Ever since I saw the 2004 Michael Mann film Collateral, I have been fascinated with the contract killer way of life. It’s definitely not a lifestyle that I would actually like to lead, but it’s one that interests me due to its abnormal nature. The fact that your job is to sneak around and kill specified targets and then get paid for doing so simply brings out that inner devil that all of us keep inside. It is human nature to destroy one another; whether it be large-scale wars or simple one on one fights to the death, we are creatures pre-programmed for violence. The majority of humans are able to suppress violent tendencies, but in the case of Ariel Vromen’s film The Iceman, which is based on the life of Richard Kuklinski, one man is able to use those tendencies as a career.
One of the most overlooked actors of recent years is Michael Shannon. He has played some minor roles in major films such as Pearl Harbor, Revolutionary Road, and The Runaways. As of late, he has gained much more notoriety due his tough yet appealing demeanor. He is one of those actors that once you see and hear him, you’ll instantly remember him, yet you probably don’t know his name. Shannon plays the lead role of Richard Kuklinski, a notorious contract killer who executed over 100 people in his 30 year hitman career. Throughout the entirety of the film, Shannon is able to extract a haunting and chilling performance that will leave a lasting impression in your mind. From his deep and poignant killer stare, to his unflinching to-the-point brooding voice, one cannot help but be frightened if you were to ever meet the character in person. Shannon’s performance is so on the mark, it’s hard not to draw direct comparisons to Anthony Hopkins’ portrayal of Hannibal Lecter in The Silence of the Lambs.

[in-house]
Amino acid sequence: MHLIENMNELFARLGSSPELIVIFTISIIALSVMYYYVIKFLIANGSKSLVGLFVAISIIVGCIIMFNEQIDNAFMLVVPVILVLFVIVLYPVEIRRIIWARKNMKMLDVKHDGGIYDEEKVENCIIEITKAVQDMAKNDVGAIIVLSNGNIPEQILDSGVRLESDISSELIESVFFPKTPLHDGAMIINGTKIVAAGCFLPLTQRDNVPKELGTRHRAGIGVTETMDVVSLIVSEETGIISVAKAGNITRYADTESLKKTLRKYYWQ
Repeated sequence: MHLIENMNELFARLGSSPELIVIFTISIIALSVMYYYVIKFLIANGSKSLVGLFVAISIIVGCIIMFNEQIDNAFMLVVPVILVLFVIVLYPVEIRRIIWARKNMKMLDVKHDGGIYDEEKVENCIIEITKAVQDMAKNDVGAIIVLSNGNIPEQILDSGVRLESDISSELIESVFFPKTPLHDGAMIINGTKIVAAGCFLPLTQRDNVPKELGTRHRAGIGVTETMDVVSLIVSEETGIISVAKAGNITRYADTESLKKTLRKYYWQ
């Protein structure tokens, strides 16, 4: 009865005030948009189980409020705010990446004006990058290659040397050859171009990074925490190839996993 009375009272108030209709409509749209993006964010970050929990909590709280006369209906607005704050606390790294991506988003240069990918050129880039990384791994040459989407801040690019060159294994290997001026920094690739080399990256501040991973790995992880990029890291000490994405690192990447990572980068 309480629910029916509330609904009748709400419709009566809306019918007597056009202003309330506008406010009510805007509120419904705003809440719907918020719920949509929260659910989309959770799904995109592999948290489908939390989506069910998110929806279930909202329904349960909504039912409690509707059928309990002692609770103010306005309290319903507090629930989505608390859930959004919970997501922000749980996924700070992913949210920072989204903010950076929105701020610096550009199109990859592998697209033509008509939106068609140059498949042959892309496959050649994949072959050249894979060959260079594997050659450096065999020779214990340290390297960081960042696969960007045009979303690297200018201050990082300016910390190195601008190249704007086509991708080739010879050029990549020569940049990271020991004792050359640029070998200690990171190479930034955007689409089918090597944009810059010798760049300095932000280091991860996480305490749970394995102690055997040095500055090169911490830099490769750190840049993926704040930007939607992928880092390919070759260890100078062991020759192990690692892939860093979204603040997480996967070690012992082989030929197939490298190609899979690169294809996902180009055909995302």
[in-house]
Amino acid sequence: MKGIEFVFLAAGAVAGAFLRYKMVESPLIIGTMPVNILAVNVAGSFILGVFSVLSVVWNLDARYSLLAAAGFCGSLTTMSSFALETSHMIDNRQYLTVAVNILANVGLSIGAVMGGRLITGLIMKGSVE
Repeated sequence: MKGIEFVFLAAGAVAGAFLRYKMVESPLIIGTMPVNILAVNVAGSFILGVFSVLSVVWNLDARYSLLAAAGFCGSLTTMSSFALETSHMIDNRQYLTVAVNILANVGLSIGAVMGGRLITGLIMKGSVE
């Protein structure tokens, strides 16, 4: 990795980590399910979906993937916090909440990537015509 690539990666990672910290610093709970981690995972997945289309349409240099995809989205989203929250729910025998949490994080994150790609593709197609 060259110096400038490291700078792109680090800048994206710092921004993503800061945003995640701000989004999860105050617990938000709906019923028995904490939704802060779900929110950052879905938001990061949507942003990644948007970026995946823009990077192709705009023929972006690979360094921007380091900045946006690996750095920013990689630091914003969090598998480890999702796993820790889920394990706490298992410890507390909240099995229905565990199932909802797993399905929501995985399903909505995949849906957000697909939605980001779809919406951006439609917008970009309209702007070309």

Apart from Shannon, the film features an all-star cast led by Winona Ryder as Kuklinski’s wife, Ray Liotta as his employer, David Schwimmer as a mob enforcer, and Chris Evans as another contract killer. Even though the majority of screen time is devoted to Shannon, almost all of the side characters get their necessary time to shine and do so with lively and memorable vigor. An almost unrecognizable Chris Evans steals some of Shannon’s thunder playing a more happy-go-lucky hitman that rides around in an ice cream truck and serves treats to children when he isn’t taking out a target.
The film looks and sounds beautiful overall. The brownish-yellow hue coats the film nicely and serves to help set it within the correct 1960’s to 1980’s time period. Shots are purposefully produced and framed within the context of the action and help the viewer to feel the tension that Shannon’s performance gives off. Dialogue is clear and engrossing and sound effects are used to great and pleasing effect. In comparison to more avant-garde film styles nowadays, The Iceman brings you back to an era where films took their time and used shots much more decisively and thoughtfully.
It’s hard for me to hold back from giving more detail within this review, but I am compelled not to by how absolutely remarkable this film is. Even though this is a true story of a brutal murderer that you can read about online, it is also a must-see performance by Michael Shannon that could be somewhat ruined by plot spoilers, which I may accidentally divulge. Nevertheless, if you are looking for a smart, character-driven film that you will unquestionably enjoy, The Iceman is guaranteed not to leave you in the cold.
FINAL TAKE: 11/11
Synopsis: The true story of Richard Kuklinski, a contract killer who managed to keep his profession a secret from family and friends for nearly 30 years.
Director: Ariel Vromen
Actors: Michael Shannon, Winona Ryder, Ray Liotta, Chris Evans, David Schwimmer
Run time: 106 min